Queensland State Election 2012: Nanango
Margin: Independent 2.9% versus LNP
Region: Rural South-Eastern
Outgoing member: Dorothy Pratt (Independent)
Click here for Electoral Commission of Queensland map
Electorate analysis: Covering semi-rural hinterland to the west of Brisbane, including the towns of Kilcoy, Kingaroy and Esk along with Nanango proper, Nanango will for a long time to come be associated with Joh Bjelke-Petersen, although it has been out of his party’s hands since 1998. It will be vacated at the coming election by Dorothy “Dolly” Pratt, who has held the seat since 1998 first as a member of One Nation and thereafter as an independent. The seat looms as one of the strongest prospects for Katter’s Australian Party, which has scored a star recruit in former test cricketer Carl Rackemann.
An electorate bearing the name of Nanango first existed between 1912 and 1950 when it was held by three members from the Country Party and similar groups that preceded it, the last of whom was Joh Bjelke-Petersen. Bjelke-Petersen served his first term of parliament as the member for Nanango before assuming the successor seat of Barambah in 1950, which he held until he retired in December 1987. The ensuing by-election was won by Trevor Perrett, an independent linked to the Citizens Electoral Council. Perrett joined the National Party shortly afterwards, going on to serve as Primary Industries Minister in the Borbidge government.
Dorothy Pratt defeated Perrett at the 1998 election, scoring 43.5 per cent for One Nation against Perrett’s 31.0 per cent (down from 67.2 per cent in 1995) and prevailing by 5.9 per cent after preferences. Pratt quit One Nation in February 1999 and has retained the new seat of Nanango as an independent at the next four elections, polling between 40.1 per cent and 46.2 per cent of the primary vote. The unsuccessful Nationals and LNP candidate in 2006 and 2009 was John Bjelke-Petersen, the son of the legendary former member who operates his family’s mixed farming and tourism business near Kingaroy – the peanut farm of legend.
John Bjelke-Petersen failed in his bid to again represent the LNP at the coming election after losing a preselection vote to Kingaroy solicitor Deb Frecklington. He subsequently complained a party official had suggested to him that the family name was a “problem” for the party. Frecklington faces a formidable obstacle in the shape of Carl Rackemann, who as well as having a distinguished sporting career behind him has an excellent local pedigree as a peanut grower and grazier.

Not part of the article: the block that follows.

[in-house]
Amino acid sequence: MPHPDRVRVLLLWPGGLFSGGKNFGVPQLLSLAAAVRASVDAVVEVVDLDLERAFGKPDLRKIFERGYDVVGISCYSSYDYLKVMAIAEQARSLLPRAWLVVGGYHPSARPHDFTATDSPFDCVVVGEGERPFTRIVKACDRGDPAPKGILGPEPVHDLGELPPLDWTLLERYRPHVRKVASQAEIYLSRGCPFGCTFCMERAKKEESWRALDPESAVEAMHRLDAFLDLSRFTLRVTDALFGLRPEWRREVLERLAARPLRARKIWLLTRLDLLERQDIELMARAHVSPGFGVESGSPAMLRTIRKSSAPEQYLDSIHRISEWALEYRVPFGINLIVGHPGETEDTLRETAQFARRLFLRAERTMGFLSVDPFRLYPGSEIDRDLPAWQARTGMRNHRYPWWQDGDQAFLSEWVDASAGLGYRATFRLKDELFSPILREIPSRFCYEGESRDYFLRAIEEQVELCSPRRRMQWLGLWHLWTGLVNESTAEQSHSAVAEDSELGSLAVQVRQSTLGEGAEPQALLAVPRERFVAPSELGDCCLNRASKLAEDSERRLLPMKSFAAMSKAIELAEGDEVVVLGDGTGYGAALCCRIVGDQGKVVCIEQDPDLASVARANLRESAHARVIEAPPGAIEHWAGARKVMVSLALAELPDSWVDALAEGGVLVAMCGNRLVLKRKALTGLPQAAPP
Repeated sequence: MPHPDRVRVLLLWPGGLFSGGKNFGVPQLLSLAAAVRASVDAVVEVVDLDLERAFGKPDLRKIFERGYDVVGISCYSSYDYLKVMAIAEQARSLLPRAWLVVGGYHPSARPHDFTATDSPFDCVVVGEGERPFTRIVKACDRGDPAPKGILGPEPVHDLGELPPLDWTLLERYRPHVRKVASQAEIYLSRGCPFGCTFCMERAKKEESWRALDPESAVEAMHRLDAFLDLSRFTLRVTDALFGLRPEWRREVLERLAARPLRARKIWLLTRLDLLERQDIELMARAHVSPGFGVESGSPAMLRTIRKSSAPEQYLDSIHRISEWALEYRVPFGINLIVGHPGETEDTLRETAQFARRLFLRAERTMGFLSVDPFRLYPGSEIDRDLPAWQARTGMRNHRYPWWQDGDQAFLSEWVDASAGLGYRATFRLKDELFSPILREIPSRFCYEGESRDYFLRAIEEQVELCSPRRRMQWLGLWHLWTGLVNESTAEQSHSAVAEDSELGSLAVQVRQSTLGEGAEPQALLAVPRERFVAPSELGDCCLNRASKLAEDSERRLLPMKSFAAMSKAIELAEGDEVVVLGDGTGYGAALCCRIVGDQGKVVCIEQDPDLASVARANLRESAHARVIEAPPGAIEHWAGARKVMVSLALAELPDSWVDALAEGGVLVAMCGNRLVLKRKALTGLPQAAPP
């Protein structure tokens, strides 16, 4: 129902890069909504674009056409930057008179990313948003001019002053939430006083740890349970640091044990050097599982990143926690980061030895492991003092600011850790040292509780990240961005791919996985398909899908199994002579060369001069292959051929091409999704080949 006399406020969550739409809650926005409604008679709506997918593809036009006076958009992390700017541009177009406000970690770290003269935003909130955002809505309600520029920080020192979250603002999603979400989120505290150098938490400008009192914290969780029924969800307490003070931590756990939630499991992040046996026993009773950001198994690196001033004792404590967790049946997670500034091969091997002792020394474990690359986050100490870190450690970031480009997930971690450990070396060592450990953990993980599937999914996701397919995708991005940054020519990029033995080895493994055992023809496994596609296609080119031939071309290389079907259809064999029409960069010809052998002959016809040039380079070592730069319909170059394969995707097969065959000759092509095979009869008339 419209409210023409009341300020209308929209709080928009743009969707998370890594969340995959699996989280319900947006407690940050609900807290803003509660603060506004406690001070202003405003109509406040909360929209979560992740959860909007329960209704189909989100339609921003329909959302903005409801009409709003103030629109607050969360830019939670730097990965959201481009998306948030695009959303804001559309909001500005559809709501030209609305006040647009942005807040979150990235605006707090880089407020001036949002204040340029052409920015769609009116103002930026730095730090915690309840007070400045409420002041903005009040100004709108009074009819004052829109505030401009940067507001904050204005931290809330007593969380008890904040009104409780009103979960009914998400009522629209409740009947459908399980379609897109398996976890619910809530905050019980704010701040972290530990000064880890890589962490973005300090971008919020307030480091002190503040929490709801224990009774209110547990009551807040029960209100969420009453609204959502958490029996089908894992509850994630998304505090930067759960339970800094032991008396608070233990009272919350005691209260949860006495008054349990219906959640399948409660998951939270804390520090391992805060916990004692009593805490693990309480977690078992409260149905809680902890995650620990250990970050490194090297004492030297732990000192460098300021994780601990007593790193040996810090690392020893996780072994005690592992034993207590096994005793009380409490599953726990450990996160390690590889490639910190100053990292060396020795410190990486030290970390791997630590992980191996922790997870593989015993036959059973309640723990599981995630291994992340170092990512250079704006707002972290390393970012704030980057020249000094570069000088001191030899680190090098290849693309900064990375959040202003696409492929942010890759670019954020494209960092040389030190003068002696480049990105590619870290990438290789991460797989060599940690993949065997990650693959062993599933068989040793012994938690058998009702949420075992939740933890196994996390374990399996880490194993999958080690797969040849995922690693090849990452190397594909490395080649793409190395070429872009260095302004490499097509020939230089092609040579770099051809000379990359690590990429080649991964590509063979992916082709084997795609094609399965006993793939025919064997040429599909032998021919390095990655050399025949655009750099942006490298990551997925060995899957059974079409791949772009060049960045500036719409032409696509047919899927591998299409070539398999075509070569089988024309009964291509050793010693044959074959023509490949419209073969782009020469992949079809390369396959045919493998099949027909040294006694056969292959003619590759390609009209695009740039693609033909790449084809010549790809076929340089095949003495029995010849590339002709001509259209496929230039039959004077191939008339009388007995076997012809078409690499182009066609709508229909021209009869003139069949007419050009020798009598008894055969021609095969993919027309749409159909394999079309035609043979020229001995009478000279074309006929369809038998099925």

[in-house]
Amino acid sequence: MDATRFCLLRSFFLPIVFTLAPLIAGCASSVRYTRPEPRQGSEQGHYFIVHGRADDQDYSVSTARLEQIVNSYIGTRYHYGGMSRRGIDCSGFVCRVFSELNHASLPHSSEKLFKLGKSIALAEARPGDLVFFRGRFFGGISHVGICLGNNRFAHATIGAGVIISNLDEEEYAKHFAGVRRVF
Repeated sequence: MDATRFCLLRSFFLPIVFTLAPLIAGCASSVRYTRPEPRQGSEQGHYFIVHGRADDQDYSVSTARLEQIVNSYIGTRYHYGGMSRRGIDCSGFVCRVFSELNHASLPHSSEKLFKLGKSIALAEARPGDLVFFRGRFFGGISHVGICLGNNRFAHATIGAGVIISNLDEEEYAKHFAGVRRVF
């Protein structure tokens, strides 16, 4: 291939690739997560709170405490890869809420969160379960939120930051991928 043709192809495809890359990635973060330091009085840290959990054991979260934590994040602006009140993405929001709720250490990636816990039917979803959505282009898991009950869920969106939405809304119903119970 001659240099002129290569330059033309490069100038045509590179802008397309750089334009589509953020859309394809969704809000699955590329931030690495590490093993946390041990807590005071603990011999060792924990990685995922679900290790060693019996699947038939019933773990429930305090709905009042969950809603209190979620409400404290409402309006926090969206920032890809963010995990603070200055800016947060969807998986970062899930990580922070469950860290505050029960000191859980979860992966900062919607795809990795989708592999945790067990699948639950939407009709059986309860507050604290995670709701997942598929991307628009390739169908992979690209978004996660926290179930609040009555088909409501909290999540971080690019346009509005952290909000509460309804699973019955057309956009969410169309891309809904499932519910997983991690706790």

Three weeks out from the election, Campbell Newman’s denunciation of Sir Joh Bjelke-Petersen as corrupt while campaigning on his home turf of Kingaroy was seized upon by Bob Katter, who accused him of “spitting on the grave” of Bjelke-Petersen and insulting his elderly widow. As VexNews saw it, Newman erred in stating to Kingaroy voters what was “probably the correct view for St Lucia dinner parties”. Newman immediately went on to tell such a party – or at any rate, an LNP fundraising dinner attended primarily by prospective business donors – that Bjelke-Petersen had nonetheless run the state’s last decent government. Among the ministers in that government was Bob Katter, who served during the last four years of Bjelke-Petersen’s premiership. In another curious link, the campaign director for Katter’s party is Luke Shaw, who secured a place on the jury in Bjelke-Petersen’s 1991 perjury trial despite his involvement in the Young Nationals, and was one of its two members who held out against his conviction. The Australian reported in late January that the LNP insisted it was on track to win the seat.
Dorothy Pratt has given her endorsement to independent candidate John Dalton, described by Antony Green’s election guide as “spokesman and secretary for the Kingaroy Concerned Citizens Group (KCCG) and is Assistant School Principal at the St Mary’s Catholic College in Kingaroy, where he has worked for 22 years”.
Analysis written by William Bowe. Please direct corrections or comments to pollbludger-AT-crikey.com.au. Read William’s blog, The Poll Bludger.